I didn't buy it when Rick Perry pretended to shoot a coyote during the last gubernatorial campaign and I'm having a hard time believing that Rick Perry pretending to care about the nation's problems by hosting a national day of prayer is actually going to convince any of the 4.3 million Texans who live in poverty that he does. As for fasting, Rick Perry starving himself for a day isn't going to trick those in this state who go hungry for weeks on end into thinking they are full.
Wrapping up both of these ideas into a fancy website littered with platitudes isn't going to fool God, either.
We're all friends here so I'm going to let you in on a little secret: Praying is easy. A person can feign concern, close their eyes and raise their hands upward toward the heavens all without having to fix their hair.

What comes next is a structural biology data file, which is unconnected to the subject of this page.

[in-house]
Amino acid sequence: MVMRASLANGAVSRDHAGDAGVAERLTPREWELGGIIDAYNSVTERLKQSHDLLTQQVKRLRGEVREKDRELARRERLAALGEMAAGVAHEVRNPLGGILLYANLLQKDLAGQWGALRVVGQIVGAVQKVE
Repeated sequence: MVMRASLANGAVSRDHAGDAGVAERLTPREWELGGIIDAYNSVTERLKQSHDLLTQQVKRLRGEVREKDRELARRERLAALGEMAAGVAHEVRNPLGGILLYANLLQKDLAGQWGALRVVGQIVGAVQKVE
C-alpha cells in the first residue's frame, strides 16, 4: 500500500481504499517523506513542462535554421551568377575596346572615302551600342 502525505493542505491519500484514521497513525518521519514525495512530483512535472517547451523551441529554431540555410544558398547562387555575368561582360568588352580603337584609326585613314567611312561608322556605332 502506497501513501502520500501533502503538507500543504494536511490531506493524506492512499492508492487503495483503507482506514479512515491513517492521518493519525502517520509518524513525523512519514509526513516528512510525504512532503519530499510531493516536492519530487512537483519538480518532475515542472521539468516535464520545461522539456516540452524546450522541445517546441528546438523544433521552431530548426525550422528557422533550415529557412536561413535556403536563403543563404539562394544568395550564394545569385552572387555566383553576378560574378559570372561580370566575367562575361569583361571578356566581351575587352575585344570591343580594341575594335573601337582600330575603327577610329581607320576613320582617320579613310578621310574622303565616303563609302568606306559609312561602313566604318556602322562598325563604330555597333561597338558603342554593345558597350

In other words, praying is perfect for Perry.
What's not easy, and what requires a little more hair gel than quoting passages from Joel, is actual work.
Work is being homeless.
Work is walking to a bus stop every day in the 100-degree heat.
Work is teaching yourself what public schools failed to teach you.
Work is losing a job.
Work is looking for a job.
Work is waiting for food stamps.
Work is having pain but not having the resources to make it go away.
Rick Perry's right on one thing: Texas can do better. But to be better, we're going to have to work at it. Work is not closing your eyes and praying for those you don't want to see.
It is opening your eyes and helping those you can.